On several other occasions he got through his labours in a manner which, if not quite so grandiose from the point of view of actual figures, at the least stamped him as, day in and day out, nearly the best fast bowler in England. It must always remain something of a mystery why the Selection Committee for the Test Matches ignored the evidence right under their eyes and omitted to give him an opportunity of showing what he could do in the highest class of cricket. Possibly they may have been influenced by his failure when picked for the Players at Lord's but against this could be placed his success in the Middlesex and Australians match, when he dismissed Woodfull and Ponsford each for nought and afterwards got rid of Darling and Barnett.
Standing six feet four inches in height, and possessing tremendous strength and energy, Smith is of ideal build for fast bowling. His run up to the wicket is quite easy and his action rhythmic, with the right arm brought very well over. He does not strive after swerve as so many modern bowlers do , but relies chiefly for his effectiveness on "lift" and life from the pitch. But, above everything else, he possesses to a pronounced degree the very valuable asset of "bowling at the stumps", with the result that batsmen can leave very few of his deliveries alone, nor can they take the risk of getting their legs in front of the wicket. The penalty for doing this Woodfull and Ponsford discovered to their cost when they first faced him. Would that many others of our bowlers would take Smith as an example instead of pursuing the fetish of swerve to the detriment of length!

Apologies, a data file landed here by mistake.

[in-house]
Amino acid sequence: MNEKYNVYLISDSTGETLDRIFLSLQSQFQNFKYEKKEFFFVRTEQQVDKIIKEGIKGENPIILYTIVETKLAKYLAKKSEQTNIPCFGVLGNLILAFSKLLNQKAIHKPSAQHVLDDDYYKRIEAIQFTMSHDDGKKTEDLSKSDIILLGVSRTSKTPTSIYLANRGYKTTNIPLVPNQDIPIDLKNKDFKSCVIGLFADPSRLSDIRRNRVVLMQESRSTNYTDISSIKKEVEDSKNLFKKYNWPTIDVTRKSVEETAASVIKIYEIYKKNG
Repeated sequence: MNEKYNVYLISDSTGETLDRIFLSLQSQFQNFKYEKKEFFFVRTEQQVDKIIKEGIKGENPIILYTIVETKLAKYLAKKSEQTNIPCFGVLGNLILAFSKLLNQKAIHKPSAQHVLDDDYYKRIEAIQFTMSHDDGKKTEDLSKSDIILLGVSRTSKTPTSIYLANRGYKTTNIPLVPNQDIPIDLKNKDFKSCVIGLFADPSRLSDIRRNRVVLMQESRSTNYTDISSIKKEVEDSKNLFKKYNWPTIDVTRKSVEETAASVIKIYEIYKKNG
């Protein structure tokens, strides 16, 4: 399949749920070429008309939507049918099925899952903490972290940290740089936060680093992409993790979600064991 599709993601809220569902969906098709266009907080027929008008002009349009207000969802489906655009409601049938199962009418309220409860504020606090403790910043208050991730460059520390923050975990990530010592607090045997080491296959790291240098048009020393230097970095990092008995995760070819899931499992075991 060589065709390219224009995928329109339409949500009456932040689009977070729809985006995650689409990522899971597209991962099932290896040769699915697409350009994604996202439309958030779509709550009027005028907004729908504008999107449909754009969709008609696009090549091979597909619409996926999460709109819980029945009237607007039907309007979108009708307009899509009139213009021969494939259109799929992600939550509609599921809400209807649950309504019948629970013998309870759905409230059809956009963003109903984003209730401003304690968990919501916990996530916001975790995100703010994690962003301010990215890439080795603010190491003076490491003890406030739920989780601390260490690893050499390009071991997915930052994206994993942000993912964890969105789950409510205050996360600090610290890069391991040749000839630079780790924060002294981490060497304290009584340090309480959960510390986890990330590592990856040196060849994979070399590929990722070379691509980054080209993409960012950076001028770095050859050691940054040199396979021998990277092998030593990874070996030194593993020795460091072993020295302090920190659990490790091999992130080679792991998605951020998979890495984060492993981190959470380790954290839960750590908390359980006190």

Smith, who after leaving school joined the Corsham Cricket Club when sixteen, took up bowling the following season and has always bowled fast. He received no coaching in his early days of cricket but later owed something to the advice given him by A. W. Newman who was then on the M. C. C. staff at Lord's and who played for Wiltshire. Thanks to the good offices of the late Captain F. Reynolds, R. M., the captain of the Corsham Cricket Club, and to the recommendations of Newman, Smith ultimately found a place in the Wiltshire team for whom he played his first match at Gravesend against Kent II. eleven. In 1932 and 1933 he obtained fifty wickets each season for Wiltshire and when at Lord's many valuable hints were given him by Harry White, the head groundsman. Smith has never found any reason to change the style of his bowling and he could not suggest anything to account particularly for his success in his first full season with Middlesex. Twenty-eight years of age, he cannot, by the strictest standard of these days, be regarded as a very young player but, as a careful living man with his own progress in cricket very dear to his heart, there does not seem to be any real reason why, with such a frame, he should not prove of very great service to Middlesex and possibly to England for quite a long time. It is at least greatly in his favour that he went through a busy season practically day after day without suffering any ill effects from strain or accident. The invitation he received to make one of the M.C.C. team for West Indies was a just recognition of his merits.